Dear Friends,

Some Americans may be surprised to learn that Congress is a longtime patron of the arts. One of my favorite District services has been providing a platform for young Americans’ artistic talents since 1982: the High School Congressional Art Competition.

Every year, high school students across Texas 12 are invited to participate in the Congressional Art Competition, and the artwork of one winning student is selected to represent our District. Each year, both a Republican and Democratic Member of the House serve as Co-Chairs of the Art Competition, an event that is truly bipartisan and one of the highlights of the Congressional calendar. Generations of American high school students—about 650,000 total—have participated in this almost 40-year tradition.

Each Congressional District’s winning artwork is featured on the House of Representatives’ website and is displayed for a year in the corridor connecting the U.S. Capitol and the House office buildings—a walkway through which Members of Congress, their staff, and thousands of tourists from around the world travel every day. District winners are also entered in the nationwide competition for a full scholarship to the prestigious Savannah College of Art and Design!

Last year’s first-place winner from the District competition, Ruhani Ahluwalia, paints in between her studies at Fort Worth’s Harmony High School, as well as her work as a cancer researcher with the University of North Texas Health Science Center! First-place winners from each District’s Art Competition receive round-trip plane tickets to attend a reception in Washington, D.C., and I was so pleased to meet with Ruhani last year in Washington.

The second-place winner’s artwork will also make it to the Capitol, where it will hang in my Washington Office for a year. Pieces winning third place and “Congresswoman’s Choice” are displayed in my District Office, where other elected officials, distinguished guests, and members of our community can admire the talent of our Texas 12 students.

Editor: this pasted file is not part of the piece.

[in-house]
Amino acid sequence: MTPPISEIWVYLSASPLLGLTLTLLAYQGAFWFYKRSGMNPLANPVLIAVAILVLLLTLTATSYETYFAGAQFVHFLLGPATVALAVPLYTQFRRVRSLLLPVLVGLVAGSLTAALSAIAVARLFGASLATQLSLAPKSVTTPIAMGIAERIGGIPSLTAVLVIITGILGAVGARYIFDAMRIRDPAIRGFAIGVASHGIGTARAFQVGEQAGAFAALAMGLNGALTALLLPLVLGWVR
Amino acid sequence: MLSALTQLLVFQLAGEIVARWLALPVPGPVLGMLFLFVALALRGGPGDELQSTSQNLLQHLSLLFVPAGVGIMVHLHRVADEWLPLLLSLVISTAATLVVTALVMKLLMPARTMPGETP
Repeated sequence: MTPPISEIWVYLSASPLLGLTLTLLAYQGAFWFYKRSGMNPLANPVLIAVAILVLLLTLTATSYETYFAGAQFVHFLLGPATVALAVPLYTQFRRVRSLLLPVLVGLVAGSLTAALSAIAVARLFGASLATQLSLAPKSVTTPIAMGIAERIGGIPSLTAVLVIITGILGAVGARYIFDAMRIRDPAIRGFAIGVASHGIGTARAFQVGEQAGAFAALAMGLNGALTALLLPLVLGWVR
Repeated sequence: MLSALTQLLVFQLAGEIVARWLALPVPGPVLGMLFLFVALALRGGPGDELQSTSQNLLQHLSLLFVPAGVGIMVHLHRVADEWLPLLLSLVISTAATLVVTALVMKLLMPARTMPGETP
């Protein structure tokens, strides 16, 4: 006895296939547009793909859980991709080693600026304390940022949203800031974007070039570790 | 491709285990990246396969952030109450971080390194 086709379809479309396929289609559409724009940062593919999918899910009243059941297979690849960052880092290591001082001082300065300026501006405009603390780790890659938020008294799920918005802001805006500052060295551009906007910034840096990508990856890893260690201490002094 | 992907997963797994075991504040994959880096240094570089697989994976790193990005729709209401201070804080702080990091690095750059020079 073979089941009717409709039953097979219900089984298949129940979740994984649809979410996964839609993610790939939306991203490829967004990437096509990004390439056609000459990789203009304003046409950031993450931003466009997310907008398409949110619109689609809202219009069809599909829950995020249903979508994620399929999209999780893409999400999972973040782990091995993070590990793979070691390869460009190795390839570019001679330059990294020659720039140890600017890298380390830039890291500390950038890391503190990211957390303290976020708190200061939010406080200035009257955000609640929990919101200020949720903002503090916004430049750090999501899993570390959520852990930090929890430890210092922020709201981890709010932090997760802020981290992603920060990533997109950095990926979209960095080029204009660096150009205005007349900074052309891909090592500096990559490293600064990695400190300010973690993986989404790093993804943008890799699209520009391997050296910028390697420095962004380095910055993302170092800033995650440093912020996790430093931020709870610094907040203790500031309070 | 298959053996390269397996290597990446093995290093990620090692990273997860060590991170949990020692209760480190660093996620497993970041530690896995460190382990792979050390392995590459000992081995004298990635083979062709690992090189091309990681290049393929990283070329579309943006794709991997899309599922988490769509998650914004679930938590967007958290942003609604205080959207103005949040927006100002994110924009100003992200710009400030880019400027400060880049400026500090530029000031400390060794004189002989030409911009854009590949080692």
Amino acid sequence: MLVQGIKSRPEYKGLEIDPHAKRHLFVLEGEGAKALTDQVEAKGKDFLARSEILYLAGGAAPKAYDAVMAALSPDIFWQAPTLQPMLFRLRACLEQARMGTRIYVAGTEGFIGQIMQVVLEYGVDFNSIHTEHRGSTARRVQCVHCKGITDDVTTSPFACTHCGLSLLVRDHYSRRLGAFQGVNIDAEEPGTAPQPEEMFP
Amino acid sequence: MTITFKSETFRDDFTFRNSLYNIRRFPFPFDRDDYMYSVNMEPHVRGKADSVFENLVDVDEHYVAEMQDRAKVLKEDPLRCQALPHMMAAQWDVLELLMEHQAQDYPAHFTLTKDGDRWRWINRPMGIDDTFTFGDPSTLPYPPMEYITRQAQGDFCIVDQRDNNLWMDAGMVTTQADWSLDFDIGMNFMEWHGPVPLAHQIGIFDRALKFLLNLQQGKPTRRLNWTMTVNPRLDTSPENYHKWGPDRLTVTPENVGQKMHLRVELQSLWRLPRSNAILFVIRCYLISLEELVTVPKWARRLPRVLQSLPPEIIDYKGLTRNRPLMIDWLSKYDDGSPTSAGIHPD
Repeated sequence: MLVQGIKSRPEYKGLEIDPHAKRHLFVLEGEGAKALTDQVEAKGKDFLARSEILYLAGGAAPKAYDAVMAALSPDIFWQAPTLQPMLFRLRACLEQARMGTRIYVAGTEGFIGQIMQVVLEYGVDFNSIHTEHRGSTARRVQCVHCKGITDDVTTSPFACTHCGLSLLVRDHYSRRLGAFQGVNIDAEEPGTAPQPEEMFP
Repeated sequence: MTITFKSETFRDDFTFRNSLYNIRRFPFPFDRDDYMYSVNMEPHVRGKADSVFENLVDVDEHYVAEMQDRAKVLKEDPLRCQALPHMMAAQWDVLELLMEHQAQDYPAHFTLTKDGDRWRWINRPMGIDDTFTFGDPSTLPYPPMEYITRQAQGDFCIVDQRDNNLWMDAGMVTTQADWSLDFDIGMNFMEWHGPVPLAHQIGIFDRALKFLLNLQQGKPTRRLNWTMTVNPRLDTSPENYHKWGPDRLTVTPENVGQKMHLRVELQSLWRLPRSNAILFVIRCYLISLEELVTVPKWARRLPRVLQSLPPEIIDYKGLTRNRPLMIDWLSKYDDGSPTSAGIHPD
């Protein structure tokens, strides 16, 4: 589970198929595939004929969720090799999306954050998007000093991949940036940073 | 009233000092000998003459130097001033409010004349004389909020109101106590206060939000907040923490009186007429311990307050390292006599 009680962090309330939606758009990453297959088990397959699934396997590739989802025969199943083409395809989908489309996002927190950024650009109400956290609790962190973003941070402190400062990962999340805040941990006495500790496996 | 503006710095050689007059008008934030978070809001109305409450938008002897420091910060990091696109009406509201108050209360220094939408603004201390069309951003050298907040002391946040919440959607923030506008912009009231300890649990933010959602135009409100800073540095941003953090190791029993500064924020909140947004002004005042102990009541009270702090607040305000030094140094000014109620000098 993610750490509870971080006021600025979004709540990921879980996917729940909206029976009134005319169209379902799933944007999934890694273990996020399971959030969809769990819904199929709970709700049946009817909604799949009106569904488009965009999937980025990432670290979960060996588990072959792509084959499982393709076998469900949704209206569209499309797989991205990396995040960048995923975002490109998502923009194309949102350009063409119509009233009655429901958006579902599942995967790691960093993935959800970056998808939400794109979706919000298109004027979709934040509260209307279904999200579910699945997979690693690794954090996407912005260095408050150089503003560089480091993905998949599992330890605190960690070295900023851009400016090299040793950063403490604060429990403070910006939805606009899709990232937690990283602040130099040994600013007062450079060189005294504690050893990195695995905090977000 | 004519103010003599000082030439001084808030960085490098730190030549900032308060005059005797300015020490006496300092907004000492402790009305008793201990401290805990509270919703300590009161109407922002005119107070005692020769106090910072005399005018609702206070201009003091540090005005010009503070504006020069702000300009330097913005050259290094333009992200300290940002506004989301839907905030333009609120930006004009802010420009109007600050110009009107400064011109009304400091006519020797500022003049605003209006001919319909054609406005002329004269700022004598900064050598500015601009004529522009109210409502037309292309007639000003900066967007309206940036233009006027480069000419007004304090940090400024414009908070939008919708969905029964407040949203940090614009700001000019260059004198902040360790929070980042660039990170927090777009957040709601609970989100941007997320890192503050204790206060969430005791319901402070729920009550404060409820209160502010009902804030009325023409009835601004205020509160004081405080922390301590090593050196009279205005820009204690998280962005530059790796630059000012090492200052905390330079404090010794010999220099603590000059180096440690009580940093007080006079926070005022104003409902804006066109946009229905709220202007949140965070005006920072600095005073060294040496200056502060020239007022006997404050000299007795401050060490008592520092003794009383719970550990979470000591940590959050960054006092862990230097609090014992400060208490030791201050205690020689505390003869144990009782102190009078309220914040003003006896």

This year, the coronavirus pandemic is forcing Congress to get creative with how we conduct business, and the Art Competition is no exception. These days the tunnel in the Capitol where the students’ winning artwork is displayed is much quieter than usual. Most years I join a panel of local artists and art teachers to help select the winning pieces, but this year’s High School Art Competition will be hosted in an online format, and finalists will have photos of their artwork posted on my website.

In times like these, the arts are needed more than ever. If you know a young artist in Texas 12, let them know they have until next Thursday, May 14 to submit artwork. I look forward to seeing the entries in traditional categories like painting and drawing, and new categories like computer-generated art! As our students adjust to spending more time at home, I hope that art becomes a welcome way for them, and even some of us, to express creative energy and find inspiration in everyday materials at home.

For more information about this year’s High School Congressional Art Competition, visit my website: Contact Courtney Renken with any questions by calling my District Office at (817) 338-0909.


Kay Granger

Member of Congress